It seems reasonable that cultural traditions play some role in the acceptance or rejection of acupuncture as a medical therapy, but the current data do not support that cultural affiliation alone is the most important variable, and the reasons people use acupuncture seem quite consistent regardless of ethnicity or nationality. In any case, studies of populations in North America do not show anything approaching a majority of the population regularly using acupuncture as a medical therapy. Numbers vary from less than 10% to as high as 50% in some populations, but most tend to be in the lower end of that range.

Since acupuncture as it is currently understood and practiced in Europe and North America originated in China and has been employed there and in other Asian countries for a lot longer than it has been used in the West (though not nearly as long as is usually claimed), it makes sense that it would be far more widely used in that part of the world if it is truly as popular a therapy as its proponents claim.

found about 11% of beneficiaries of national health insurance had used acupuncture in a given year. Interestingly, while the survey found that overall use of Traditional Chinese Medicine (TCM) therapies was much higher than this (primarily due to use of herbal remedies), the use of TCM was still far behind the use of so-called “Western” medicine. TCM clinic visits accounted for only 9% of outpatient visits reimbursed under the national health insurance. This is similar to which found Chinese medicine (of all covered types) accounted for only 5% of the reimbursed care under the national health insurance system. The same study indicated that “Western” medicine was utilized more than Chinese medicine, especially among children, the elderly, and those with severe disease (consistent with the pattern of CAM use in the U.S., which ).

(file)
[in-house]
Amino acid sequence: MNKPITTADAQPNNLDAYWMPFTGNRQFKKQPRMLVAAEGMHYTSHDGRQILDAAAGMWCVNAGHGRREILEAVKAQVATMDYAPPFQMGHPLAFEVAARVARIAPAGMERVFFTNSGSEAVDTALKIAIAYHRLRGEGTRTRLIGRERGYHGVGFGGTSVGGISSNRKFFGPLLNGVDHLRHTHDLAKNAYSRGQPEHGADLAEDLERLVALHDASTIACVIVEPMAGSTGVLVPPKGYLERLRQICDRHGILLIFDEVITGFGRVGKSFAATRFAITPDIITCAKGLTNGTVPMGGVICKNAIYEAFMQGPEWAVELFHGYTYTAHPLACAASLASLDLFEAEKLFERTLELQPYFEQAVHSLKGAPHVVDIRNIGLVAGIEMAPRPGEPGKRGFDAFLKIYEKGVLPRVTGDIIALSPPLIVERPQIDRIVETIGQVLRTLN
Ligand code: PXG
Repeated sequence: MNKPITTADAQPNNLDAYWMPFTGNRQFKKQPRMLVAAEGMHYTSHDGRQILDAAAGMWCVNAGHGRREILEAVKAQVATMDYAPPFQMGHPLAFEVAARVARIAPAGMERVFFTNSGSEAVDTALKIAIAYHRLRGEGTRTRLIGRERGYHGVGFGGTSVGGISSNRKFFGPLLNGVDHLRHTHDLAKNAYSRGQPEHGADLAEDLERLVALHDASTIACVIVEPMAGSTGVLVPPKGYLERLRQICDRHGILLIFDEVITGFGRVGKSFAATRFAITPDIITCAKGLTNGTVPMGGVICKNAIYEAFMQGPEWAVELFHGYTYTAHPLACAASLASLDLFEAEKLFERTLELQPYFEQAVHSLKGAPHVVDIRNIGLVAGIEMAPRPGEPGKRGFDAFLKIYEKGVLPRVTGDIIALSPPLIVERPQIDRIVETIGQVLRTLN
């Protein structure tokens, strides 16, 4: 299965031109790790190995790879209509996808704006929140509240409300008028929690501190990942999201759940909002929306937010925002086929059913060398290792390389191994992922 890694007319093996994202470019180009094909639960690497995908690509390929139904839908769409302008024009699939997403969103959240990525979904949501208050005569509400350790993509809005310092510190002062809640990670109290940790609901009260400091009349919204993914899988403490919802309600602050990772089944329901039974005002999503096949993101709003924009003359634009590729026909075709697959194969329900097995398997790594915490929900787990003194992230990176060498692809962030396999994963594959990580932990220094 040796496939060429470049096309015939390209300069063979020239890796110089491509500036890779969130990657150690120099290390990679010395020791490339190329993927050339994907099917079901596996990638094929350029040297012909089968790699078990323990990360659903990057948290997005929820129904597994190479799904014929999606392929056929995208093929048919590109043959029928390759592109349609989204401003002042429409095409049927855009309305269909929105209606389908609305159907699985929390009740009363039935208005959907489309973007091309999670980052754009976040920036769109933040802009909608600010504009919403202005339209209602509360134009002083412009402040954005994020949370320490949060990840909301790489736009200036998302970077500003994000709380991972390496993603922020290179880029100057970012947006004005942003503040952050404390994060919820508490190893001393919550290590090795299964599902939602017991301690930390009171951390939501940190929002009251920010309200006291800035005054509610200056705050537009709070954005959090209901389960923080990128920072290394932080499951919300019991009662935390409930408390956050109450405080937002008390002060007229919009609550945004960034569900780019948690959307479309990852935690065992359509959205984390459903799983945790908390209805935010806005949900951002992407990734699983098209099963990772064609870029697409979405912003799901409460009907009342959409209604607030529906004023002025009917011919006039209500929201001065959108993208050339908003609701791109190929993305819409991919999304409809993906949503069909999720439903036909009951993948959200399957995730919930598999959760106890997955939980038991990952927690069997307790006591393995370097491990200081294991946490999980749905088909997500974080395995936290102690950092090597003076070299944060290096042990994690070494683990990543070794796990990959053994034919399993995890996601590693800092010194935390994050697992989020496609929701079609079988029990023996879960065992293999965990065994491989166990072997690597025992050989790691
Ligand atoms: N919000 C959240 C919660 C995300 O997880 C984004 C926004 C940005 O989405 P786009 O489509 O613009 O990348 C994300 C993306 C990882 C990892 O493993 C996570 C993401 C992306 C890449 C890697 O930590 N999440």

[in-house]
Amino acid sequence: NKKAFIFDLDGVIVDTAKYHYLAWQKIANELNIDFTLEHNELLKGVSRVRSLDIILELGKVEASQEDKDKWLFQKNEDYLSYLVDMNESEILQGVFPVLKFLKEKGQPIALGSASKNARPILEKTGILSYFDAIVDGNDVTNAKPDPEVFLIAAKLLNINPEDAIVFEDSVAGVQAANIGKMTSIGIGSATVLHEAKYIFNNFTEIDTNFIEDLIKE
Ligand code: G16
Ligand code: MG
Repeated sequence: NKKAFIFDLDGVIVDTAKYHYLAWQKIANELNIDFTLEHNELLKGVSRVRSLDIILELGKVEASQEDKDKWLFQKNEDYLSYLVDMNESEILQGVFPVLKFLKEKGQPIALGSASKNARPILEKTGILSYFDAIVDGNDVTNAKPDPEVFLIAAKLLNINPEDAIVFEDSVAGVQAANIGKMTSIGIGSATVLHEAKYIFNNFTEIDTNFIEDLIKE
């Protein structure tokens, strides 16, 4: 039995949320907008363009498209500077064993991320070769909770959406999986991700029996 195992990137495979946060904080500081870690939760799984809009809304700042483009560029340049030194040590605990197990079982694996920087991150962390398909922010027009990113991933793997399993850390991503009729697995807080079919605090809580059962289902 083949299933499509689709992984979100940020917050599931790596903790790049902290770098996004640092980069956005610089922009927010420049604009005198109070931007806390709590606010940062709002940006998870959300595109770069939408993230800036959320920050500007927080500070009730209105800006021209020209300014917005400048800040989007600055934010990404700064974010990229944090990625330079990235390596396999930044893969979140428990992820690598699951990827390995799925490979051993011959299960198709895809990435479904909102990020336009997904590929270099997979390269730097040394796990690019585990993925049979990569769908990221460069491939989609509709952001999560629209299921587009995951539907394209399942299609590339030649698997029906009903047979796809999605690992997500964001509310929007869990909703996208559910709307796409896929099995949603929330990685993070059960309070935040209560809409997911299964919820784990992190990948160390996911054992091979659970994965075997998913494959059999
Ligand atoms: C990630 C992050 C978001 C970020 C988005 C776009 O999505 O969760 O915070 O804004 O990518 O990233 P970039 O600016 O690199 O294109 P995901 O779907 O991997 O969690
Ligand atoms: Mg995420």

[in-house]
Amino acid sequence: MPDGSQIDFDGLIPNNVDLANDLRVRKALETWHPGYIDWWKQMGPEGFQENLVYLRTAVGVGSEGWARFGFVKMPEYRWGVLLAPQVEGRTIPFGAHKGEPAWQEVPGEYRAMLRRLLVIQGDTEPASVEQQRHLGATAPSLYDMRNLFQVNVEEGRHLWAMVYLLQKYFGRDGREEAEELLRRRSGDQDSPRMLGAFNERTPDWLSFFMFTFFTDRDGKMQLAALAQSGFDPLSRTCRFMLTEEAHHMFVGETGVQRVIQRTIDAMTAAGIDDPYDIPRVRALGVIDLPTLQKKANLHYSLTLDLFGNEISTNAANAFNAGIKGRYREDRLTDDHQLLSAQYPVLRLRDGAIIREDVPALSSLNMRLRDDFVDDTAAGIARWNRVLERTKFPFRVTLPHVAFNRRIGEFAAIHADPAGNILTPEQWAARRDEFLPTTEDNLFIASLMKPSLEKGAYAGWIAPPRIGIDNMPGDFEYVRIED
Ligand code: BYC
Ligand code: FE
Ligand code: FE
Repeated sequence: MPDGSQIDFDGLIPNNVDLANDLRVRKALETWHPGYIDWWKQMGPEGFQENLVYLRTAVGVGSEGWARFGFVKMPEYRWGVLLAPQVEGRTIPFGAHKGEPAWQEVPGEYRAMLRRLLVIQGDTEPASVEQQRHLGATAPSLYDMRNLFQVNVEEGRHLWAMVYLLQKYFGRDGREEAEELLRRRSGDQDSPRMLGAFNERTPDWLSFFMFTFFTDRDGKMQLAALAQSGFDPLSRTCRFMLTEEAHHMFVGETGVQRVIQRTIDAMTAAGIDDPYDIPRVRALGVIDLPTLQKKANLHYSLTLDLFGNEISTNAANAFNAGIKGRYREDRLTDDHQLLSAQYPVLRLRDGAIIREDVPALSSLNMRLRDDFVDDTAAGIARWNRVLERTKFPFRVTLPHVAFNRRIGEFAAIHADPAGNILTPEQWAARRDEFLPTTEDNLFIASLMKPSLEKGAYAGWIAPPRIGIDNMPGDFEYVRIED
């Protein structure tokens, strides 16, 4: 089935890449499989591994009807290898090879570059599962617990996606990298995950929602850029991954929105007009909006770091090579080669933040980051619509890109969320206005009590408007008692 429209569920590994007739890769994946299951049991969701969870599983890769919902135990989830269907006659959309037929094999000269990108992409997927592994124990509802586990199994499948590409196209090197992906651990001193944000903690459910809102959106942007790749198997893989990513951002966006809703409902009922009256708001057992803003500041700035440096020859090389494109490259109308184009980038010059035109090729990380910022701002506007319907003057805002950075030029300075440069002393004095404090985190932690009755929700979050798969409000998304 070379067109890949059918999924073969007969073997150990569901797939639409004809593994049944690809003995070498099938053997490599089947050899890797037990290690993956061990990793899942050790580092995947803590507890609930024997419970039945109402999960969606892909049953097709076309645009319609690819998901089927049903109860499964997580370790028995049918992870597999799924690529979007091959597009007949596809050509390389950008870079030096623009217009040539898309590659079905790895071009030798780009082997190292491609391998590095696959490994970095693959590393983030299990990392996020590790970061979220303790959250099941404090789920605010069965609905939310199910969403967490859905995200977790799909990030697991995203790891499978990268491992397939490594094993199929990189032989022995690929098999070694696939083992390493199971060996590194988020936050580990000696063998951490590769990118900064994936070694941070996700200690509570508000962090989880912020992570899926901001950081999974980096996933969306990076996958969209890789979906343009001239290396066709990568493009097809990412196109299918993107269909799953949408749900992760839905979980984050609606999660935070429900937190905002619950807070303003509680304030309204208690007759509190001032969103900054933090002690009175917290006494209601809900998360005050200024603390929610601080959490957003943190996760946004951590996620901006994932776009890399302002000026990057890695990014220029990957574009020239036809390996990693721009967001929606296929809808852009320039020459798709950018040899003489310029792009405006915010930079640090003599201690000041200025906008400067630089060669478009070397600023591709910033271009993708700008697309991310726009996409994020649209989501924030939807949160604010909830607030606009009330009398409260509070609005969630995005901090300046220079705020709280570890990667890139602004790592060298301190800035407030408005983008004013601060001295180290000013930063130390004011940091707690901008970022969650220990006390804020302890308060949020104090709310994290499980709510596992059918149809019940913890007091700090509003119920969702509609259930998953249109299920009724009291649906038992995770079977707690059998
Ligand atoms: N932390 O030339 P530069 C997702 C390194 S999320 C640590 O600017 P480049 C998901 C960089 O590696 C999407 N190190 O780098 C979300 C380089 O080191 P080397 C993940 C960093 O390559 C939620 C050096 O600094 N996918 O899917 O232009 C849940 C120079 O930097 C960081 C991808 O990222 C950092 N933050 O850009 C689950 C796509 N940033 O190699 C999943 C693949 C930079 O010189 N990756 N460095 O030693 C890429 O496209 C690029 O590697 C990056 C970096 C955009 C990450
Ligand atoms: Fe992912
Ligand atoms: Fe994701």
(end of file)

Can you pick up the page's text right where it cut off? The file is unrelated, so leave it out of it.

specifically investigated acupuncture use and found about 6.2% of people covered by national health insurance utilized acupuncture in a given year, and over the seven years surveyed about 25% of covered individuals had received acupuncture treatment. As in the U.S., the vast majority of the acupuncture treatment sought was for musculoskeletal conditions or injuries (88%).

And a found that about 5-7% of respondents used acupuncture in a given year, and that over a lifetime between 20-27% of respondents had at some time tried acupuncture. More than 80% of the use of acupuncture was for musculoskeletal complaints. About half of those who had used acupuncture indicated they would use it again, and about 37% indicated they would not.

The Bottom Line